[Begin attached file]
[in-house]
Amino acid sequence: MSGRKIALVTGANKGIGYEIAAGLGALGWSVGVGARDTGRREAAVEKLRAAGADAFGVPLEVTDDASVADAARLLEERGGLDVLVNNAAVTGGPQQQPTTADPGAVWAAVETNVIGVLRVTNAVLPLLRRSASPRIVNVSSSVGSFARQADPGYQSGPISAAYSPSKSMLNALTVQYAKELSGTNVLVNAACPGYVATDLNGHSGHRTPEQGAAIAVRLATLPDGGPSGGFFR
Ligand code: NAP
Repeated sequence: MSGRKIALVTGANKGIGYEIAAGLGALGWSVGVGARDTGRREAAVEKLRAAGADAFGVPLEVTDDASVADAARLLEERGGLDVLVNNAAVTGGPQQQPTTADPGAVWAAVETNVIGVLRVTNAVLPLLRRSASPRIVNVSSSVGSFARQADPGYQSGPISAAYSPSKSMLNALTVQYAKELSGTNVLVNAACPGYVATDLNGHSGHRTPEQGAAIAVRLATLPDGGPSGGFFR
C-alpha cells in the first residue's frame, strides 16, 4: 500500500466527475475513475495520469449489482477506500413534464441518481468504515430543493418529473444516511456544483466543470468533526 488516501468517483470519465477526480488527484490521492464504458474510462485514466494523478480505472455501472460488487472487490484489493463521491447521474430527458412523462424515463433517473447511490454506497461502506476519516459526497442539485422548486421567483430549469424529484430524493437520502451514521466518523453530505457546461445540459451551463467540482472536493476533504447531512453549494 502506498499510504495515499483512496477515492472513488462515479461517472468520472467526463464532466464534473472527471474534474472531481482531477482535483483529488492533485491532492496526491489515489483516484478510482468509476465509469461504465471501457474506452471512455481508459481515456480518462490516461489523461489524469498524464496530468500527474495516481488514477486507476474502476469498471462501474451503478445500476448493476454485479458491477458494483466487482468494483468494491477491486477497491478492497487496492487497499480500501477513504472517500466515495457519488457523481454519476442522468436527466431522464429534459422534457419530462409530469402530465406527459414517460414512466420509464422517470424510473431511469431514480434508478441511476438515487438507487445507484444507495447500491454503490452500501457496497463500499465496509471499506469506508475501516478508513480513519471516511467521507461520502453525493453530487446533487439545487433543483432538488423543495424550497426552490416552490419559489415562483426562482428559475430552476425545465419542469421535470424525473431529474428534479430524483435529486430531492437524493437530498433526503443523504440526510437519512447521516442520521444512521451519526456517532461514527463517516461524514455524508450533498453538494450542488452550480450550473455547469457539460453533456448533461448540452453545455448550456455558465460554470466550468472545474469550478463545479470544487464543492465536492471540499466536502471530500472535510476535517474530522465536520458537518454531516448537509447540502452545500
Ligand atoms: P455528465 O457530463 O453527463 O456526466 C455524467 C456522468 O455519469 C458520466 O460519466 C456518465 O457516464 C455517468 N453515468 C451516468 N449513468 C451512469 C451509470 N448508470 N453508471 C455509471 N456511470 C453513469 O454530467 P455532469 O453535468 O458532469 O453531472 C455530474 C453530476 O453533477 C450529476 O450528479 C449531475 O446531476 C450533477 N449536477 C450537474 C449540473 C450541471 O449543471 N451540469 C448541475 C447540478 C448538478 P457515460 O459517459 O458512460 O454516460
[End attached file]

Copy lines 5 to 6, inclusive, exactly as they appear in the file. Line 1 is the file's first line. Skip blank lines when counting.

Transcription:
C-alpha cells in the first residue's frame, strides 16, 4: 500500500466527475475513475495520469449489482477506500413534464441518481468504515430543493418529473444516511456544483466543470468533526 488516501468517483470519465477526480488527484490521492464504458474510462485514466494523478480505472455501472460488487472487490484489493463521491447521474430527458412523462424515463433517473447511490454506497461502506476519516459526497442539485422548486421567483430549469424529484430524493437520502451514521466518523453530505457546461445540459451551463467540482472536493476533504447531512453549494 502506498499510504495515499483512496477515492472513488462515479461517472468520472467526463464532466464534473472527471474534474472531481482531477482535483483529488492533485491532492496526491489515489483516484478510482468509476465509469461504465471501457474506452471512455481508459481515456480518462490516461489523461489524469498524464496530468500527474495516481488514477486507476474502476469498471462501474451503478445500476448493476454485479458491477458494483466487482468494483468494491477491486477497491478492497487496492487497499480500501477513504472517500466515495457519488457523481454519476442522468436527466431522464429534459422534457419530462409530469402530465406527459414517460414512466420509464422517470424510473431511469431514480434508478441511476438515487438507487445507484444507495447500491454503490452500501457496497463500499465496509471499506469506508475501516478508513480513519471516511467521507461520502453525493453530487446533487439545487433543483432538488423543495424550497426552490416552490419559489415562483426562482428559475430552476425545465419542469421535470424525473431529474428534479430524483435529486430531492437524493437530498433526503443523504440526510437519512447521516442520521444512521451519526456517532461514527463517516461524514455524508450533498453538494450542488452550480450550473455547469457539460453533456448533461448540452453545455448550456455558465460554470466550468472545474469550478463545479470544487464543492465536492471540499466536502471530500472535510476535517474530522465536520458537518454531516448537509447540502452545500
Ligand atoms: P455528465 O457530463 O453527463 O456526466 C455524467 C456522468 O455519469 C458520466 O460519466 C456518465 O457516464 C455517468 N453515468 C451516468 N449513468 C451512469 C451509470 N448508470 N453508471 C455509471 N456511470 C453513469 O454530467 P455532469 O453535468 O458532469 O453531472 C455530474 C453530476 O453533477 C450529476 O450528479 C449531475 O446531476 C450533477 N449536477 C450537474 C449540473 C450541471 O449543471 N451540469 C448541475 C447540478 C448538478 P457515460 O459517459 O458512460 O454516460